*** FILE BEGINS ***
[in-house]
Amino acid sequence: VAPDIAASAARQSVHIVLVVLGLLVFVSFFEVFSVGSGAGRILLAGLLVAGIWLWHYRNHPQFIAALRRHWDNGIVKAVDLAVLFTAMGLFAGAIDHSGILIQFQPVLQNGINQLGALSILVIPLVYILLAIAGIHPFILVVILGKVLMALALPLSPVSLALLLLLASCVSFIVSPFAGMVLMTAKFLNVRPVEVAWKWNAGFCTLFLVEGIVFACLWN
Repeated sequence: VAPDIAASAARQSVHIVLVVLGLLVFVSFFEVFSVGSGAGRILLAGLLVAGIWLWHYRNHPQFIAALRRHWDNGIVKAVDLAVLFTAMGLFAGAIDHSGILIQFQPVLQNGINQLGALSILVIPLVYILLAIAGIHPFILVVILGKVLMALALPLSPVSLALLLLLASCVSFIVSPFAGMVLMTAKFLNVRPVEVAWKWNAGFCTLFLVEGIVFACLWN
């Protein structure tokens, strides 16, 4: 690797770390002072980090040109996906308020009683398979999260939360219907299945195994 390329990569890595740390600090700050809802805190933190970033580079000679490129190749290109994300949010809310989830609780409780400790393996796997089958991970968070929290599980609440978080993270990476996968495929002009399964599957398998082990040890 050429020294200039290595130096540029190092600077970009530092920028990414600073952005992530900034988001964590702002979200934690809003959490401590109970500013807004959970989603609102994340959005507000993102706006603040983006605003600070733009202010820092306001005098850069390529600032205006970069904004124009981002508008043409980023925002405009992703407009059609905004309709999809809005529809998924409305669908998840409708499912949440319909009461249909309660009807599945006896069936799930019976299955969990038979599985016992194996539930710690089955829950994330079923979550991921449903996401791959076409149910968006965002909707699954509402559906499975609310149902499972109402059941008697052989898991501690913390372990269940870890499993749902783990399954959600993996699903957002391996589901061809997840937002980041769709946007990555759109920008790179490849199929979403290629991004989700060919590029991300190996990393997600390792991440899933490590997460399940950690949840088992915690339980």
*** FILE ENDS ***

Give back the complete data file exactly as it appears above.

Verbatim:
[in-house]
Amino acid sequence: VAPDIAASAARQSVHIVLVVLGLLVFVSFFEVFSVGSGAGRILLAGLLVAGIWLWHYRNHPQFIAALRRHWDNGIVKAVDLAVLFTAMGLFAGAIDHSGILIQFQPVLQNGINQLGALSILVIPLVYILLAIAGIHPFILVVILGKVLMALALPLSPVSLALLLLLASCVSFIVSPFAGMVLMTAKFLNVRPVEVAWKWNAGFCTLFLVEGIVFACLWN
Repeated sequence: VAPDIAASAARQSVHIVLVVLGLLVFVSFFEVFSVGSGAGRILLAGLLVAGIWLWHYRNHPQFIAALRRHWDNGIVKAVDLAVLFTAMGLFAGAIDHSGILIQFQPVLQNGINQLGALSILVIPLVYILLAIAGIHPFILVVILGKVLMALALPLSPVSLALLLLLASCVSFIVSPFAGMVLMTAKFLNVRPVEVAWKWNAGFCTLFLVEGIVFACLWN
């Protein structure tokens, strides 16, 4: 690797770390002072980090040109996906308020009683398979999260939360219907299945195994 390329990569890595740390600090700050809802805190933190970033580079000679490129190749290109994300949010809310989830609780409780400790393996796997089958991970968070929290599980609440978080993270990476996968495929002009399964599957398998082990040890 050429020294200039290595130096540029190092600077970009530092920028990414600073952005992530900034988001964590702002979200934690809003959490401590109970500013807004959970989603609102994340959005507000993102706006603040983006605003600070733009202010820092306001005098850069390529600032205006970069904004124009981002508008043409980023925002405009992703407009059609905004309709999809809005529809998924409305669908998840409708499912949440319909009461249909309660009807599945006896069936799930019976299955969990038979599985016992194996539930710690089955829950994330079923979550991921449903996401791959076409149910968006965002909707699954509402559906499975609310149902499972109402059941008697052989898991501690913390372990269940870890499993749902783990399954959600993996699903957002391996589901061809997840937002980041769709946007990555759109920008790179490849199929979403290629991004989700060919590029991300190996990393997600390792991440899933490590997460399940950690949840088992915690339980």